LITTLE ROCK — Members of a committee that has been studying broadband in Arkansas said Thursday they hope Gov. Mike Beebe will call a second special session this year to address expanding broadband access in public schools.
In a conference call with reporters, members of FASTER Arkansas, which stands for Fast Access for Students, Teachers and Economic Results, said that although broadband was not included in Beebe’s call this week for a special session starting Monday, they believe the issue merits calling another special session this year.
The committee wants the Legislature to change the law to allow school districts to use the existing broadband network that provides high-speed Internet access to public colleges and universities in the state. Beebe has said he supports making the change but declined to add the issue to his call for the special session, which is to focus on teacher insurance, prison overcrowding and possibly the state lottery.
“The governor’s office has indicated the issue was not quite ripe for the confines of a short special session,” said Jerry Jones of Acxiom, chairman of FASTER Arkansas. “We would hope that as we move forward through year we’re able to build up overwhelming support for this initiative and we’re hopeful that the governor would call a special session later on during the year to address this needed change in the law.”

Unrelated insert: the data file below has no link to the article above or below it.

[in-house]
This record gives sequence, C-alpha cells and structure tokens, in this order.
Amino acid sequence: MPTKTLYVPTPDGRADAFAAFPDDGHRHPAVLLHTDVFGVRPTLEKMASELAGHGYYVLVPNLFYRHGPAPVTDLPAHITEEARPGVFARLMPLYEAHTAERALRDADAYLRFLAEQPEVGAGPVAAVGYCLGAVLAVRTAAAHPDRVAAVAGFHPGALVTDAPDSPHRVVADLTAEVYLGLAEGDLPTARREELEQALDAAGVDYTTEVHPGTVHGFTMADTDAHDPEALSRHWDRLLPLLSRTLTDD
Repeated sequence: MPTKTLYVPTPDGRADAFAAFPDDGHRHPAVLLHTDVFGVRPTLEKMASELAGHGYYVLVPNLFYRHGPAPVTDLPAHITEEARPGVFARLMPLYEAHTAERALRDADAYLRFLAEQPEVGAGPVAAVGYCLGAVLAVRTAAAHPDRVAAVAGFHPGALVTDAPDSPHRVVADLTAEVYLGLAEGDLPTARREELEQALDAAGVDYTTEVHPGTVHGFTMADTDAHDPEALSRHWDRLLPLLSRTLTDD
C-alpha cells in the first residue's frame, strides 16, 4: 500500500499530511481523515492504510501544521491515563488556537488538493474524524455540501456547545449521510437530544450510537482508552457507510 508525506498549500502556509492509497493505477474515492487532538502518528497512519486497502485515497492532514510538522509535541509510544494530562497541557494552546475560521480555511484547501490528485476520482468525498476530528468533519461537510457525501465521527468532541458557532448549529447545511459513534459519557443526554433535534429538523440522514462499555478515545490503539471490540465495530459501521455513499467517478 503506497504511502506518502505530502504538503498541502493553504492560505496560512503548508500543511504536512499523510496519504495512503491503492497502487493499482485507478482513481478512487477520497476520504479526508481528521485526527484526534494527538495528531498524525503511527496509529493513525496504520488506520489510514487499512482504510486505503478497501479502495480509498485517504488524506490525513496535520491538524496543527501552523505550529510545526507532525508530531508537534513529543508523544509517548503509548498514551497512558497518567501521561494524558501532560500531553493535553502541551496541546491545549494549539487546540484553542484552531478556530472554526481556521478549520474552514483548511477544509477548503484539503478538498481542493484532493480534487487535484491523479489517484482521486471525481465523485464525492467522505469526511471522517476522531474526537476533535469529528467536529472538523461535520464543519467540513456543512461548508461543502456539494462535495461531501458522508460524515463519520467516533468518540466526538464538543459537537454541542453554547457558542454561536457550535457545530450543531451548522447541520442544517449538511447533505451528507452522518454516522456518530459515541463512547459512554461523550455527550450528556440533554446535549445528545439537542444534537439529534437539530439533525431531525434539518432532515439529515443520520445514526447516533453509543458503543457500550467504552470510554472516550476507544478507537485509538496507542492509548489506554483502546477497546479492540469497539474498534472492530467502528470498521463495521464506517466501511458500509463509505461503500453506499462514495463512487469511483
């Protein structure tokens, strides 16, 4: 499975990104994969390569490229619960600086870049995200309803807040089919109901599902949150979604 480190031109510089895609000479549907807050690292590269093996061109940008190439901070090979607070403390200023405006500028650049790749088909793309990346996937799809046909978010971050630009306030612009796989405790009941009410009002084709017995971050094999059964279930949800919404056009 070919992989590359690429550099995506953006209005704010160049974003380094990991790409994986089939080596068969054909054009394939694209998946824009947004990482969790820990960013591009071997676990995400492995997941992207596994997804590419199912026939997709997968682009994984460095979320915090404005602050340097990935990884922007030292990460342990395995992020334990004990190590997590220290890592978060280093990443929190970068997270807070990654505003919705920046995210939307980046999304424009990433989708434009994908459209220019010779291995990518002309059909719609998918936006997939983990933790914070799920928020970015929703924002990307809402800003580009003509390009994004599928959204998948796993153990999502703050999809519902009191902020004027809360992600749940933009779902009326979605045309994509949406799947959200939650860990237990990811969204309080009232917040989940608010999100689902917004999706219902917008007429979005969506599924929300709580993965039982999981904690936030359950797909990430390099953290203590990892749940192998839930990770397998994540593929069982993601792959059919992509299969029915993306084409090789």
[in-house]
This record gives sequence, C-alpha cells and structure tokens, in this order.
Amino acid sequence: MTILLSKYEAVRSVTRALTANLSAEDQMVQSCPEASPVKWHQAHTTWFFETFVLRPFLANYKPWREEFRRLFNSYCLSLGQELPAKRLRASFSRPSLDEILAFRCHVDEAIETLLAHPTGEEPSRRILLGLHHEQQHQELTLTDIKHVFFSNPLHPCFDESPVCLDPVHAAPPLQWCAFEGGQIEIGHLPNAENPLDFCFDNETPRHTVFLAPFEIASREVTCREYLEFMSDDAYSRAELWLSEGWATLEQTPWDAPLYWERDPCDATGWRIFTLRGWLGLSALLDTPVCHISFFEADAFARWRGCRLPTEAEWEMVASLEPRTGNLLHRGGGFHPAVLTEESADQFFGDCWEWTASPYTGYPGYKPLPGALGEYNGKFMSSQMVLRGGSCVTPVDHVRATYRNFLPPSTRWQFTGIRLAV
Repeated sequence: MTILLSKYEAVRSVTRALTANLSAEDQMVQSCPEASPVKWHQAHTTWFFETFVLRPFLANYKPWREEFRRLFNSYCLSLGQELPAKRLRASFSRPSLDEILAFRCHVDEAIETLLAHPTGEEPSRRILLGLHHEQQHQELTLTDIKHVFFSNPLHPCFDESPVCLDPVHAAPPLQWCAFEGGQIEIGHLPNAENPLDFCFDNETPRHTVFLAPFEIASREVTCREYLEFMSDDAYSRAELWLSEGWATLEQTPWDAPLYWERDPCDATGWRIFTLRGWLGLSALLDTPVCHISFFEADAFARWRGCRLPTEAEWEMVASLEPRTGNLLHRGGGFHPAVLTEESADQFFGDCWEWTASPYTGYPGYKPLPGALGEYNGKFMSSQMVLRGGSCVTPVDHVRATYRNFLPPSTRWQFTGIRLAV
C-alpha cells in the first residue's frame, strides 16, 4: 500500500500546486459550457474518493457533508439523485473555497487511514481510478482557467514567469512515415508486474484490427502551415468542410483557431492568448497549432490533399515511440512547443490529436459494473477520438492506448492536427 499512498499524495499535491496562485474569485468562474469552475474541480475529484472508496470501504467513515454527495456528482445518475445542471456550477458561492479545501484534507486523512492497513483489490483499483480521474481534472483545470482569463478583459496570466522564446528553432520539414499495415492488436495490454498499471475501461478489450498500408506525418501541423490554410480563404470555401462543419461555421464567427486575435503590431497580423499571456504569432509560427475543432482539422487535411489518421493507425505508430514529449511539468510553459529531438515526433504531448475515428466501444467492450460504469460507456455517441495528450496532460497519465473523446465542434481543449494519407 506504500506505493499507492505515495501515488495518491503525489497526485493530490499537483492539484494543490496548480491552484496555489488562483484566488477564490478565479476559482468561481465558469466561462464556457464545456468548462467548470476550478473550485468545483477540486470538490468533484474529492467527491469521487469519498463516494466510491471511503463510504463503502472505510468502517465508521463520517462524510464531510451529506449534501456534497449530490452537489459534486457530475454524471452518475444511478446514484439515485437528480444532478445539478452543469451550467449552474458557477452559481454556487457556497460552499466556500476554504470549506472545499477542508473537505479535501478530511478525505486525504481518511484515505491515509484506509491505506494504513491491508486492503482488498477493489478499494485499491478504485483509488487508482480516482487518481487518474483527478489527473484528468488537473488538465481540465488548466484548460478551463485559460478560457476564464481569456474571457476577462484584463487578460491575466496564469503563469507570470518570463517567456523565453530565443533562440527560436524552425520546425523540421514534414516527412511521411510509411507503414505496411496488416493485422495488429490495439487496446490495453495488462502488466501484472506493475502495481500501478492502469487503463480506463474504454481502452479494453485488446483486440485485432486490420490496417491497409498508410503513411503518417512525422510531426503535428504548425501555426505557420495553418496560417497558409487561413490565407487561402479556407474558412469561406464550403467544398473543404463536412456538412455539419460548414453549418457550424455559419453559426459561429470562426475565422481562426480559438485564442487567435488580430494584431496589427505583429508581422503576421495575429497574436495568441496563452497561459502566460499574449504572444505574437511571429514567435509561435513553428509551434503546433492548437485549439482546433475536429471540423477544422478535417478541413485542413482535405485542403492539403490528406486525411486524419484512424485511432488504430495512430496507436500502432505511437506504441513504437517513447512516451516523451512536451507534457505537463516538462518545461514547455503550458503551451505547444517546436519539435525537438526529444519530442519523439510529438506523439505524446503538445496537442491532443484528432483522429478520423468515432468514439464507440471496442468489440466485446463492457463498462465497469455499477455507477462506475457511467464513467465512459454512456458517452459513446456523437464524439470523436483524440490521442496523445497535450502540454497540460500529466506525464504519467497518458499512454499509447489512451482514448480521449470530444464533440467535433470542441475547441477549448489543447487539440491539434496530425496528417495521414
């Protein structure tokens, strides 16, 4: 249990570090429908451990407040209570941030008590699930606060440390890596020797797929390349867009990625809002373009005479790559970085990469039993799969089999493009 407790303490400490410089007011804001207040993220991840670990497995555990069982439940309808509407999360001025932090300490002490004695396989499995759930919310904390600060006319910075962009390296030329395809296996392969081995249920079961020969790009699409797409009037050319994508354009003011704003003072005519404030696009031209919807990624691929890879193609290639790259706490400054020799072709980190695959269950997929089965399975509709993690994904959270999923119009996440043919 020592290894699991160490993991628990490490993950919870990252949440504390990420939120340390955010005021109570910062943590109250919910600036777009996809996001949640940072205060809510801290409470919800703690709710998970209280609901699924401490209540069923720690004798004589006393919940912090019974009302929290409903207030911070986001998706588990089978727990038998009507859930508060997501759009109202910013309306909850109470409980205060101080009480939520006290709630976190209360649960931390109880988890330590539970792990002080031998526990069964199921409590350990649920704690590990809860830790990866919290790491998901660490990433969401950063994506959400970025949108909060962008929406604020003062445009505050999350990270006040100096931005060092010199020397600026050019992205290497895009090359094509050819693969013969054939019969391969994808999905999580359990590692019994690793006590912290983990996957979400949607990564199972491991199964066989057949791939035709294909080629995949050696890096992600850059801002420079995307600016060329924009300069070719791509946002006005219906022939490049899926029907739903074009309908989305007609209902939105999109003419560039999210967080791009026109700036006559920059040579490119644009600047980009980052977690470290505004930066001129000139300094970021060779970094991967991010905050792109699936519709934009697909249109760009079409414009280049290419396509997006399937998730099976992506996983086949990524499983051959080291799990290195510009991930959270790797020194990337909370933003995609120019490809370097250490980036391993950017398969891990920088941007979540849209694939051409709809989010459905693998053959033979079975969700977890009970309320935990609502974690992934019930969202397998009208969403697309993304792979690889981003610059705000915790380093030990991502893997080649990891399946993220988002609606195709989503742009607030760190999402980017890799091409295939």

Specifically, the committee wants the Legislature to change Act 1050 of 2011, which prohibits K-12 schools from accessing the Arkansas Research Education Optical Network, or ARE-ON. Members said they do not favor mandating that districts use the network but they believe it should be an option.
Kendall Gibbons of Arvest Bank said it is difficult to estimates costs because Act 1050 prevents seeking bids, but he said “we’ve got some very high-quality assumptions that we’re going to make that we haven’t made public yet, but we’ll be doing that in the near future … mid-July, perhaps.”
Jordan Johnson, spokesman for the Arkansas Broadband Coalition for Kids, which represents private service providers, said Thursday that FASTER Arkansas is relying on a study from April that contained inaccurate data and that too many questions remain unanswered about its proposal.
“It all boils down to cost, and we have yet to see any costs, any estimates — and then not only the cost of doing it, the cost to maintaining it, the cost to sustain (an expanded) network like that,” he said.
He also questioned whether there is a need to expand ARE-ON to include K-12 schools.
“The providers have been building up a network that Arkansas can be very proud of in terms of the infrastructure that’s been built out and invested in throughout Arkansas over the past 20 years,” he said.